This stage of a rebound relationship is pivotal. During it, you’ll finally experience some much-needed dose of reality.
You’ll start considering if your new relationship is suitable for you. You’ll begin to discern your partner’s flaws and imperfections and start making rational judgments about whether or not those flaws and imperfections are something you can live with or not.
As the name implies, this stage often leads to conflict. And this conflict usually plays out in two ways: you resolve or accept it or amplify it.
If you resolve or accept it, you also need to stomach that the same conflict will probably keep repeating and thus will keep needing to be resolved or accepted for your relationship to last and stay fulfilling. Such is the nature of romantic relationships, after all.
But if you fail to put up sufficient boundaries and only amplify your conflict, you risk launching yourself into the fourth stage of a rebound relationship.
4. The Nostalgia And Comparison Stage
The fourth stage of rebound relationships marks the point where you start comparing your new partner with your ex. A hallmark of it are thoughts like:
- “OHMYGOD, my ex was also a loud chewer.”
- “My ex was never so ill-tempered. Maybe I’m with the wrong person…?”
- “He walks and talks like my ex. I don’t like that.”
- “She has the same body shape as my ex. I love that!”
- “My ex would react in the same way in this scenario.”
- While there’s nothing wrong with comparing your new partner to your ex, and while everyone does that from time to time, it is wrong to keep doing it until you begin to reminisce and miss your ex frequently.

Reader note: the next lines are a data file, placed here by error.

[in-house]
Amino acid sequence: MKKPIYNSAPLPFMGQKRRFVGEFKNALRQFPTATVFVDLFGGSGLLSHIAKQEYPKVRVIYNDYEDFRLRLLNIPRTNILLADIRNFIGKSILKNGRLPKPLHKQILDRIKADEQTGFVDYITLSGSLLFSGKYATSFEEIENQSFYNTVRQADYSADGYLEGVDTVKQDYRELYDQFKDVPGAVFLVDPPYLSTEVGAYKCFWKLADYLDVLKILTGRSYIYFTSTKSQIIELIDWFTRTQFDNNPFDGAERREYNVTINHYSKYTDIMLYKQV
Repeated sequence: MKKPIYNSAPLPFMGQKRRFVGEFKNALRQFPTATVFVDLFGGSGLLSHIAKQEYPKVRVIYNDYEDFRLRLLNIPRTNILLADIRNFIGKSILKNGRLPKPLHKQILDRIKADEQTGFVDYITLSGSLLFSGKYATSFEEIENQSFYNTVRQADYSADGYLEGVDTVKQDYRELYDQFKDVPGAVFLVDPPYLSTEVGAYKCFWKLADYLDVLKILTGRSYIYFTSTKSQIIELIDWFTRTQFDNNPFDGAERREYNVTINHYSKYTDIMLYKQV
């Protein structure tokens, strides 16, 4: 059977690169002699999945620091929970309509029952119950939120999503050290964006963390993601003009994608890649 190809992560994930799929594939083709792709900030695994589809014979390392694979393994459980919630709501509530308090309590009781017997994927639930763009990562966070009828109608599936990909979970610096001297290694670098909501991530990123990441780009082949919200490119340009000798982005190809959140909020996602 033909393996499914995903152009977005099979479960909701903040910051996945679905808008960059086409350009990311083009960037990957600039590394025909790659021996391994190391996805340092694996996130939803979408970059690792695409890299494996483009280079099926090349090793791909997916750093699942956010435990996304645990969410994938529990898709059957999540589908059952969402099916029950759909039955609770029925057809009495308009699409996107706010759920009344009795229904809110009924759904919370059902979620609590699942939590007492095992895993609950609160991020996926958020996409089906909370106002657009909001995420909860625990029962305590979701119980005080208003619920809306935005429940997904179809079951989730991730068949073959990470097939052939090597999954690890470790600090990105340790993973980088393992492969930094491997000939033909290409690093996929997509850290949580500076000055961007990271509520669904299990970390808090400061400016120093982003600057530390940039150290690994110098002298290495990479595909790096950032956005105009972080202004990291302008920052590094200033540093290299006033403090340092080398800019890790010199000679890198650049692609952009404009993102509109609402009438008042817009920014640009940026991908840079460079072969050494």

If that happens, the intrusive thoughts that keep swirling around your mind often get infused with growing resentment toward your current partner. You begin to think, “Why can’t you be more/less like my ex!” If you’re going through something remotely similar, it is undoubtedly a bad sign for your relationship and its future.
Another trait of The Nostalgia And Comparison Stage is that the more disagreements you have with your partner, the more you’ll contemplate leaving them and getting your ex back, from which point you’ll move to the last stage of a rebound relationship.
5. The epiphany Stage
This final stage of a rebound relationship plays out in two radically different ways.
You either conclude that your relationship is toxic, that you’ve committed to your partner for all the wrong reasons, and that you’ve settled, or that your relationship is healthy and has the potential of becoming something serious and lasting.
Depending on your conclusion, you either decide to break up with your partner or you stay and double down on building a relationship with them, at which point a couple of interesting things occur.
First, your love becomes unconditional — you don’t need them to be or act a certain way in order to love them. Second, you begin to form an emotional bond capable of keeping you together in spite of thankless circumstances: logistics, war, illness, etc. Third, your partner becomes a part of your identity and thus a source of immense meaning in your life.
What Everyone Gets Wrong About The Stages Of A Rebound Relationship
There are three things many people assume about the stages of a rebound relationship:
- That they’re different than the stages of a non-rebound.
- That one progresses from a former stage to the latter without deviations.
- That each stage can be measured in terms of how long it lasts.
Not only are these things untrue, but they only complicate what is essentially a very simple matter. Here’s the truth behind each of these false assumptions.
1. The stages of a rebound relationship are no different than the stages of a non-rebound
For context: Rebound relationships go through 5 stages — Pre-Rebound, Honeymoon, Conflicts And Reality, Nostalgia And Comparison, and The Epiphany — and non-rebound relationships go through three — Lust, Attraction/Obsessive Love, and Attachment.